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The Brigs of ayr.

(What warm, poetic heart, but inly bleeds,
And execrates man's savage, ruthless deeds!)
Nae mair the flower in field or meadow springs,
Nae mair the grove with airy concert rings,
Except, perhaps, the robin's whistling glee,
Proud o' the height o' some bit half-lang tree:
The hoary morns precede the sunny days,
Mild, calm, serene, wide spreads the noontide blaze,
While thick the gossamer waves wanton in the rays.

'Twas in that season, when a simple bard, Unknown and poor, simplicity's reward, Ae night, within the ancient brugh of Ayr, By whim inspired, or haply prest wi' care, He left his bed, and took his wayward route, And down by Simpson's wheel'd the left about : (Whether impell'd by all-directing Fate, To witness what I after shall narrate; Or penitential pangs for former sins, Led him to rove by quondam Merran Dins; Or whether, rapt in meditation high, He wander'd out, he knew not where nor why.) The drowsy Dungeon clock had number'd two, And Wallace Tower had sworn the fact was true: The tide-swoln Firth, wi' sullen sounding roar, Through the still night dash'd hoarse along the shore.

The Brigs of a yr.

All else was hush'd as Nature's closed ee:
The silent moon shone high o'er tower and tree :
The chilly frost, beneath the silver beam,
Crept, gently-crusting, o'er the glittering stream,

When, lo! on either hand the listening bard,
The clanging sugh of whistling wings is heard ;
Two dusky forms dart through the midnight air,
Swift as the gos drives on the wheeling hare;
Ane on the Auld Brig his airy shape uprears,
The ither flutters o'er the rising piers :
Our warlock rhymer instantly descried
The sprites that owre the Brigs of Ayr preside.
(That bards are second-sighted is nae joke,
And ken the lingo of the spiritual folk;
Fays, spunkies, kelpies, a', they can explain them,
And even the very deils they brawly ken them.)
Auld Brig appear'd o' ancient Pictish race,
The very wrinkles Gothic in his face:
He seem'd as he wi' Time had warstled lang,
Yet, teughly doure, he bade an unco bang.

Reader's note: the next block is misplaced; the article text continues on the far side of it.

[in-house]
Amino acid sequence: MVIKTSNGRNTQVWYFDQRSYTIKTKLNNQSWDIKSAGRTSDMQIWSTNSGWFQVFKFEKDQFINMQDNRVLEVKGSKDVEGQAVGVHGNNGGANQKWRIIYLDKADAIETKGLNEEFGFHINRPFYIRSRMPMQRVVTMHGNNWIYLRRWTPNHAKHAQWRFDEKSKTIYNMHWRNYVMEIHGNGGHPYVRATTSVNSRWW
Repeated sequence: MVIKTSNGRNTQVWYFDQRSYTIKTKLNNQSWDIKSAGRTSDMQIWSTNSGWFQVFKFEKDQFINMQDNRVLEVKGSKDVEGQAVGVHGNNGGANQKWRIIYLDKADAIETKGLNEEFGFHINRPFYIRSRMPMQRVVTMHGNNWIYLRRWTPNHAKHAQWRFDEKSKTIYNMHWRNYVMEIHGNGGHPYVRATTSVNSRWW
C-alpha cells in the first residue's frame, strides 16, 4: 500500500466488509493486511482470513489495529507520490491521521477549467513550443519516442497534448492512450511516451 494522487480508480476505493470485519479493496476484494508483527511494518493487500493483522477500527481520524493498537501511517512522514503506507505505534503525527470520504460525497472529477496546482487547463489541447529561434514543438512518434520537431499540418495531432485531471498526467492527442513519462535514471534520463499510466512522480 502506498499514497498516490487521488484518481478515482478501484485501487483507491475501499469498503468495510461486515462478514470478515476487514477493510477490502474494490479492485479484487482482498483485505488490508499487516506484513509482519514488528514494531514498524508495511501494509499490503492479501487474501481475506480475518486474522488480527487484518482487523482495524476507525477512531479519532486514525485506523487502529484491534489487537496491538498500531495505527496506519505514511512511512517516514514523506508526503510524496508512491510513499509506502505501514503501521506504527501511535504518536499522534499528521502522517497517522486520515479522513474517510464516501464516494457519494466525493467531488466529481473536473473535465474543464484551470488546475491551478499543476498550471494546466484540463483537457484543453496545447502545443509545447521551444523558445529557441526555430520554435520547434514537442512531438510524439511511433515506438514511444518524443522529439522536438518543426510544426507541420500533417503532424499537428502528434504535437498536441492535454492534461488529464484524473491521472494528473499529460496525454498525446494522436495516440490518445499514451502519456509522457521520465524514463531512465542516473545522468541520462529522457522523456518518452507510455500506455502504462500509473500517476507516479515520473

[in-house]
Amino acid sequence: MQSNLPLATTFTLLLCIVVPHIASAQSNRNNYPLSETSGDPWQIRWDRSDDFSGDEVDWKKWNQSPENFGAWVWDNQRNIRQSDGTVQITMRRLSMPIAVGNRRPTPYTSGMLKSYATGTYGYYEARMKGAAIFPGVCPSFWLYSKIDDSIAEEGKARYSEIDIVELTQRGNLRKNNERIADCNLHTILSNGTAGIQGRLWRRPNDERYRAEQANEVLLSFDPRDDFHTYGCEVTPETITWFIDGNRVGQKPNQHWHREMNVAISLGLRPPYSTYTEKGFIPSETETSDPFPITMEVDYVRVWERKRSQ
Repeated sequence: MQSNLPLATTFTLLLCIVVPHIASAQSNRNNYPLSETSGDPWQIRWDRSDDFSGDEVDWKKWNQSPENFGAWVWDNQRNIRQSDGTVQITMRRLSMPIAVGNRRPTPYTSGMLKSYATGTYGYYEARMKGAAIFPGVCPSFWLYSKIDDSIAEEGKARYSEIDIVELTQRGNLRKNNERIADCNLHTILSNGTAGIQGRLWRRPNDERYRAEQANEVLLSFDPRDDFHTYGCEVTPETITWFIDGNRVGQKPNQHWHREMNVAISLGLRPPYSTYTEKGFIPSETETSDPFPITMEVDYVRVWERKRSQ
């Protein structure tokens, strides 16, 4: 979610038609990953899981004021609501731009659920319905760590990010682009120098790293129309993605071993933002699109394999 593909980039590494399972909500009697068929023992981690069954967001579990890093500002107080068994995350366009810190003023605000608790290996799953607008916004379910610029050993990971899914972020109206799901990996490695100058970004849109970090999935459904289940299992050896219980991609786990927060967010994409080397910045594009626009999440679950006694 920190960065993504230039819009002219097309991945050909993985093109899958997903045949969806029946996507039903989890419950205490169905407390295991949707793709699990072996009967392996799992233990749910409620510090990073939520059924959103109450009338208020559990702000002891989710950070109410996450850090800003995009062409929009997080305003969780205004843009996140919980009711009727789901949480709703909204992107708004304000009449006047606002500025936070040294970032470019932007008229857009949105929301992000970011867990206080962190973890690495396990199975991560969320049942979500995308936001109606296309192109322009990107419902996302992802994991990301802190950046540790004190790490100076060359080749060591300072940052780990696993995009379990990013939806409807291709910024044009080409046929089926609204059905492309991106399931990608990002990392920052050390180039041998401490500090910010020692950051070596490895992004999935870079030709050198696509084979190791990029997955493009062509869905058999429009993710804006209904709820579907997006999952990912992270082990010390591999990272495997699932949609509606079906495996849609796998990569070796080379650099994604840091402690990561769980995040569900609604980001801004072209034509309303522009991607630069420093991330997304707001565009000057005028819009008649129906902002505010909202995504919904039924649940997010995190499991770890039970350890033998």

New Brig was buskit in a braw new coat,
That he at Lon'on frae ane Adams got ;
In's hand five taper staves as smooth's a bead,
Wi' virls and whirlygigums at the head.
The Goth was stalking round with anxious search,
Spying the time-worn flaws in every arch ;-

The Brigs of a yr.

It chanced his new-come neibor took his ee,
And e'en a vex'd and angry heart had he!
Wi thieveless sneer to see his modish mien,
He, down the water, gies him this guid e'en:

AULD BRIG.

I doubt na, frien', ye'll think ye're nae sheepshank, Ance ye were streekit owre frae bank to bank! But gin ye be a brig as auld as me Though, faith, that date I doubt ye'll never seeThere 'll be, if that date come, I'll wad a boddle, Some fewer whigmaleeries in your noddle.

VEIT' BRIG.

Auld Vandal, ye but show your little mense, Just much about it, wi' your scanty sense; Will your poor narrow footpath of a streetWhere twa wheelbarrows tremble when they meet Your ruin'd, formless bulk o'stane and lime, Compare wi' bonny brigs o' modern time? There's men o'taste would tak the Ducat Stream, Though they should cast the very sark and swim, Ere they would grate their feelings wi' the view O'sic an ugly Gothic hulk as you.

The Brigs of Ayr.

AULD BRIG.

Conceited gowk! puff'd up wi' windy pride!
This mony a year I've stood the flood and tide;
And though wi' crazy eild I'm sair forfairn,
I'll be a brig when ye're a shapeless cairn!
As yet ye little ken about the matter,
But twa-three winters will inform ye better.
When heavy, dark, continued, a'-day rains,
Wi' deepening deluges o'erflow the plains ;
When from the hills where springs the brawling Coil,
Or stately Lugar's mossy fountains boil,
Or where the Greenock winds his moorland course,
Or haunted Garpal draws his feeble source,
Aroused by blustering winds and spotting thowes,
In mony a torrent down his snaw-broo rowes ;
While crashing ice, borne on the roaring spate,
Sweeps dams, and mills, and brigs, a' to the gate;
And from Glenbuck, down to the Ratton-key,
Auld Ayr is just one lengthen'd tumbling sea-
Then down ye'll hurl, deil nor ye never rise!
And dash the gumlie jaups up to the pouring skies.
A lesson sadly teaching, to your cost,
That Architecture's noble art is lost!

NEIL BRIG.

Fine Architecture, trowth, I needs must say o't, The Lord be thankit that we've tint the gate o't!

The Brigs of ayr.

Gaunt, ghastly, ghaist-alluring edifices,
Hanging with threatening jut, like precipices ;
O'erarching, mouldy, gloom-inspiring coves,
Supporting roofs fantastic, stony groves;
Windows and doors, in nameless sculpture drest,
With order, symmetry, or taste unblest;
Forms like some bedlam statuary's dream,
The crazed creations of misguided whim ;
Forms might be worshipp'd on the bended knee,
And still the second dread command be free,
Their likeness is not found on earth, in air, or sea.
Mansions that would disgrace the building taste
Of any mason reptile, bird, or beast;
Fit only for a doited monkish race,
Or frosty maids forsworn the dear embrace ;
Or cuifs of later times wha held the notion
That sullen gloom was sterling true devotion ;
Fancies that our guid brugh denies protection !
And soon may they expire, unblest with resurrection!

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AULD BRIG.

O ye, my dear-remember'd ancient yealings, Were

ye

but here to share my wounded feelings !
Ye worthy proveses, and mony a bailie,
Wha in the paths o' righteousness did toil aye;
Ye dainty deacons, and ye douce conveeners,
To whom our moderns are but causey-cleaners !

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